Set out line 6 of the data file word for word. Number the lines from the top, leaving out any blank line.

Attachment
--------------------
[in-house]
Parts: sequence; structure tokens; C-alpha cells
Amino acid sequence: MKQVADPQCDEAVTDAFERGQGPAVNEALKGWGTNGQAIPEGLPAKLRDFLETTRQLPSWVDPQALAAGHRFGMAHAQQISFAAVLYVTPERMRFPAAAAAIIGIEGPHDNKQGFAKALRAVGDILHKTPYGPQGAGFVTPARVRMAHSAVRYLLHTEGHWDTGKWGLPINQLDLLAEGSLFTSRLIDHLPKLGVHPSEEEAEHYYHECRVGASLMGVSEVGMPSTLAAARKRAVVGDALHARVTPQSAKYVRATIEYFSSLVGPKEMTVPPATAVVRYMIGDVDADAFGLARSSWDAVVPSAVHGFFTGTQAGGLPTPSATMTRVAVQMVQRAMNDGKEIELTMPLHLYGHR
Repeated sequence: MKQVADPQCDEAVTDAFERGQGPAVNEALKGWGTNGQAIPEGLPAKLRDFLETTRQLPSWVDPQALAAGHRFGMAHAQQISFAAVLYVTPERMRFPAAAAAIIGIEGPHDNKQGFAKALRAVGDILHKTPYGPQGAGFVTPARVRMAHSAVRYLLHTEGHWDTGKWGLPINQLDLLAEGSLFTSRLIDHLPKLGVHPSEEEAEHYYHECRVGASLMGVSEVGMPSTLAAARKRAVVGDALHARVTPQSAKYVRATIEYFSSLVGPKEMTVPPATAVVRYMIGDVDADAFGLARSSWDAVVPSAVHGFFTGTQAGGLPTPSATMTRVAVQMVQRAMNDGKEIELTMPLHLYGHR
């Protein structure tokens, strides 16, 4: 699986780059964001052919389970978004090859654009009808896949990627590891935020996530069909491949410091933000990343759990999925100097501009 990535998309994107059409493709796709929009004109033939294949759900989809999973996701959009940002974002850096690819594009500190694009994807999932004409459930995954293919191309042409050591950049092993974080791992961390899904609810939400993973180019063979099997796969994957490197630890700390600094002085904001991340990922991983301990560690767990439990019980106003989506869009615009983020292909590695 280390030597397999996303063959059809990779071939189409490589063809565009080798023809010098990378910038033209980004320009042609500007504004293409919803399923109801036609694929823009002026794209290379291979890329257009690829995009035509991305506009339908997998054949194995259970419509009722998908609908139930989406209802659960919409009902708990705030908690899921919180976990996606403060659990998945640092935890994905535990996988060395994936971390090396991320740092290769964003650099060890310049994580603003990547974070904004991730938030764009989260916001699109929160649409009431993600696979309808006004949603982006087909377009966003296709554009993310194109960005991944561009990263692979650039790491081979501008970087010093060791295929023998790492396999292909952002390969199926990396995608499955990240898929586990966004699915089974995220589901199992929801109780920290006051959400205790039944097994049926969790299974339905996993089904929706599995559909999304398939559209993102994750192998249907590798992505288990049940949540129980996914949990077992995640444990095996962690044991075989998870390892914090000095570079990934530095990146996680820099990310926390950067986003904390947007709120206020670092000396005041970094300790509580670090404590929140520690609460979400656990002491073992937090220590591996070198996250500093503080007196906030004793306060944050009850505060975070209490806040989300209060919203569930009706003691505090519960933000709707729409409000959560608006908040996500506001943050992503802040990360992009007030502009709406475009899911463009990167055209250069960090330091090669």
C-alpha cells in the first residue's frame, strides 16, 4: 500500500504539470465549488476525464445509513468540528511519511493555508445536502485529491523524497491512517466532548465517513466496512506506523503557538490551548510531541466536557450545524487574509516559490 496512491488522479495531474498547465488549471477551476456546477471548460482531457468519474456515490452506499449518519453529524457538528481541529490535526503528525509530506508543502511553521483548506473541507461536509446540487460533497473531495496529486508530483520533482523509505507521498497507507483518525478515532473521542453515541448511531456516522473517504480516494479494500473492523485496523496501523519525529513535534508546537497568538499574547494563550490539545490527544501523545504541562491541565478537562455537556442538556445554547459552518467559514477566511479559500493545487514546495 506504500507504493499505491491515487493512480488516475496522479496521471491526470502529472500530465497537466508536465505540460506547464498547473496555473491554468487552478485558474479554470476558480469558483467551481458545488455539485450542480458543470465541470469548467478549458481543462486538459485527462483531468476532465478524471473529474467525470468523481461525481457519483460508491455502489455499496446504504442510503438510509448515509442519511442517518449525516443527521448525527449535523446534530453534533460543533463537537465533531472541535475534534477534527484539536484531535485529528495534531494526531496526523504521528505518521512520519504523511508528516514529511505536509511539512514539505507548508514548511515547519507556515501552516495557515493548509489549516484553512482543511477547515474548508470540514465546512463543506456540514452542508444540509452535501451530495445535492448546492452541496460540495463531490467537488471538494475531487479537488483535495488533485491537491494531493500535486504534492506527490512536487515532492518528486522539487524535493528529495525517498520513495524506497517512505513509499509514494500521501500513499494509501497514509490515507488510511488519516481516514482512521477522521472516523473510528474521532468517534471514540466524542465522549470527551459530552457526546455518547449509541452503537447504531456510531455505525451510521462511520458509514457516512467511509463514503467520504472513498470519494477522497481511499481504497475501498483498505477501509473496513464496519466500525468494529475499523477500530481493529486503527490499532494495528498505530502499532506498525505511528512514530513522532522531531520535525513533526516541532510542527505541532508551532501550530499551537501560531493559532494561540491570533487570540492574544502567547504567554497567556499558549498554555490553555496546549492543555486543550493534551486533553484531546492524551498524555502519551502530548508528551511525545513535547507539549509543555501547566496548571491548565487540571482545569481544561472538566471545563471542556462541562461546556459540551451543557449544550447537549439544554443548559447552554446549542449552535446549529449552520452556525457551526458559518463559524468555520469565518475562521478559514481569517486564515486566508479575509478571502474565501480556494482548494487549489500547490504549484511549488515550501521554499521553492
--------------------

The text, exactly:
C-alpha cells in the first residue's frame, strides 16, 4: 500500500504539470465549488476525464445509513468540528511519511493555508445536502485529491523524497491512517466532548465517513466496512506506523503557538490551548510531541466536557450545524487574509516559490 496512491488522479495531474498547465488549471477551476456546477471548460482531457468519474456515490452506499449518519453529524457538528481541529490535526503528525509530506508543502511553521483548506473541507461536509446540487460533497473531495496529486508530483520533482523509505507521498497507507483518525478515532473521542453515541448511531456516522473517504480516494479494500473492523485496523496501523519525529513535534508546537497568538499574547494563550490539545490527544501523545504541562491541565478537562455537556442538556445554547459552518467559514477566511479559500493545487514546495 506504500507504493499505491491515487493512480488516475496522479496521471491526470502529472500530465497537466508536465505540460506547464498547473496555473491554468487552478485558474479554470476558480469558483467551481458545488455539485450542480458543470465541470469548467478549458481543462486538459485527462483531468476532465478524471473529474467525470468523481461525481457519483460508491455502489455499496446504504442510503438510509448515509442519511442517518449525516443527521448525527449535523446534530453534533460543533463537537465533531472541535475534534477534527484539536484531535485529528495534531494526531496526523504521528505518521512520519504523511508528516514529511505536509511539512514539505507548508514548511515547519507556515501552516495557515493548509489549516484553512482543511477547515474548508470540514465546512463543506456540514452542508444540509452535501451530495445535492448546492452541496460540495463531490467537488471538494475531487479537488483535495488533485491537491494531493500535486504534492506527490512536487515532492518528486522539487524535493528529495525517498520513495524506497517512505513509499509514494500521501500513499494509501497514509490515507488510511488519516481516514482512521477522521472516523473510528474521532468517534471514540466524542465522549470527551459530552457526546455518547449509541452503537447504531456510531455505525451510521462511520458509514457516512467511509463514503467520504472513498470519494477522497481511499481504497475501498483498505477501509473496513464496519466500525468494529475499523477500530481493529486503527490499532494495528498505530502499532506498525505511528512514530513522532522531531520535525513533526516541532510542527505541532508551532501550530499551537501560531493559532494561540491570533487570540492574544502567547504567554497567556499558549498554555490553555496546549492543555486543550493534551486533553484531546492524551498524555502519551502530548508528551511525545513535547507539549509543555501547566496548571491548565487540571482545569481544561472538566471545563471542556462541562461546556459540551451543557449544550447537549439544554443548559447552554446549542449552535446549529449552520452556525457551526458559518463559524468555520469565518475562521478559514481569517486564515486566508479575509478571502474565501480556494482548494487549489500547490504549484511549488515550501521554499521553492